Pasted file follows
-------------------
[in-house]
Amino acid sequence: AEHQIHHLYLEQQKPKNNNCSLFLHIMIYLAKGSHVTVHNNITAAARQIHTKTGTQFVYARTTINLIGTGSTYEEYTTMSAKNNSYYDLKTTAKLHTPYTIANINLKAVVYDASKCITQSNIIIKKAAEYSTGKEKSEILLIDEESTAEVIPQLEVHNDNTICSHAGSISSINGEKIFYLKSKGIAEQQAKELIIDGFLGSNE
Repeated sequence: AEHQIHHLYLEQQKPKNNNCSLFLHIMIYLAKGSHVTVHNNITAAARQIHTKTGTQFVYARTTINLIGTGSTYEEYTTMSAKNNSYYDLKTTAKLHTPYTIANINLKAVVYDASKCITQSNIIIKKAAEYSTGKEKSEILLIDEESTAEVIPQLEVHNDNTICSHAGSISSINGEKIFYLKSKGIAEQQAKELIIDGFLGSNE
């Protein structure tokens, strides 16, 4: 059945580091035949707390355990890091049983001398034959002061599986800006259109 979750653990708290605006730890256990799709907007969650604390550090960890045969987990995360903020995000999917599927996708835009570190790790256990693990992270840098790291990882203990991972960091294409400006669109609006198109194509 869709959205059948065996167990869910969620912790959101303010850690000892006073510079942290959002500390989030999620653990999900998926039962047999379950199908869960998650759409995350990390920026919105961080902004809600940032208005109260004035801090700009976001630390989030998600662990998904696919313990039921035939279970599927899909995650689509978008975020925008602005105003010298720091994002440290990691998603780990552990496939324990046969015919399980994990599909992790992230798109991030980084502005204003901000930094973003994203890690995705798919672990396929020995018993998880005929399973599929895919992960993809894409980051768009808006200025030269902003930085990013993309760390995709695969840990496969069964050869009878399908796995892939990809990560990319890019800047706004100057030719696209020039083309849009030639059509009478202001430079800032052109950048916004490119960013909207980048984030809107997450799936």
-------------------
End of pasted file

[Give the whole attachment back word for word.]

[in-house]
Amino acid sequence: AEHQIHHLYLEQQKPKNNNCSLFLHIMIYLAKGSHVTVHNNITAAARQIHTKTGTQFVYARTTINLIGTGSTYEEYTTMSAKNNSYYDLKTTAKLHTPYTIANINLKAVVYDASKCITQSNIIIKKAAEYSTGKEKSEILLIDEESTAEVIPQLEVHNDNTICSHAGSISSINGEKIFYLKSKGIAEQQAKELIIDGFLGSNE
Repeated sequence: AEHQIHHLYLEQQKPKNNNCSLFLHIMIYLAKGSHVTVHNNITAAARQIHTKTGTQFVYARTTINLIGTGSTYEEYTTMSAKNNSYYDLKTTAKLHTPYTIANINLKAVVYDASKCITQSNIIIKKAAEYSTGKEKSEILLIDEESTAEVIPQLEVHNDNTICSHAGSISSINGEKIFYLKSKGIAEQQAKELIIDGFLGSNE
């Protein structure tokens, strides 16, 4: 059945580091035949707390355990890091049983001398034959002061599986800006259109 979750653990708290605006730890256990799709907007969650604390550090960890045969987990995360903020995000999917599927996708835009570190790790256990693990992270840098790291990882203990991972960091294409400006669109609006198109194509 869709959205059948065996167990869910969620912790959101303010850690000892006073510079942290959002500390989030999620653990999900998926039962047999379950199908869960998650759409995350990390920026919105961080902004809600940032208005109260004035801090700009976001630390989030998600662990998904696919313990039921035939279970599927899909995650689509978008975020925008602005105003010298720091994002440290990691998603780990552990496939324990046969015919399980994990599909992790992230798109991030980084502005204003901000930094973003994203890690995705798919672990396929020995018993998880005929399973599929895919992960993809894409980051768009808006200025030269902003930085990013993309760390995709695969840990496969069964050869009878399908796995892939990809990560990319890019800047706004100057030719696209020039083309849009030639059509009478202001430079800032052109950048916004490119960013909207980048984030809107997450799936």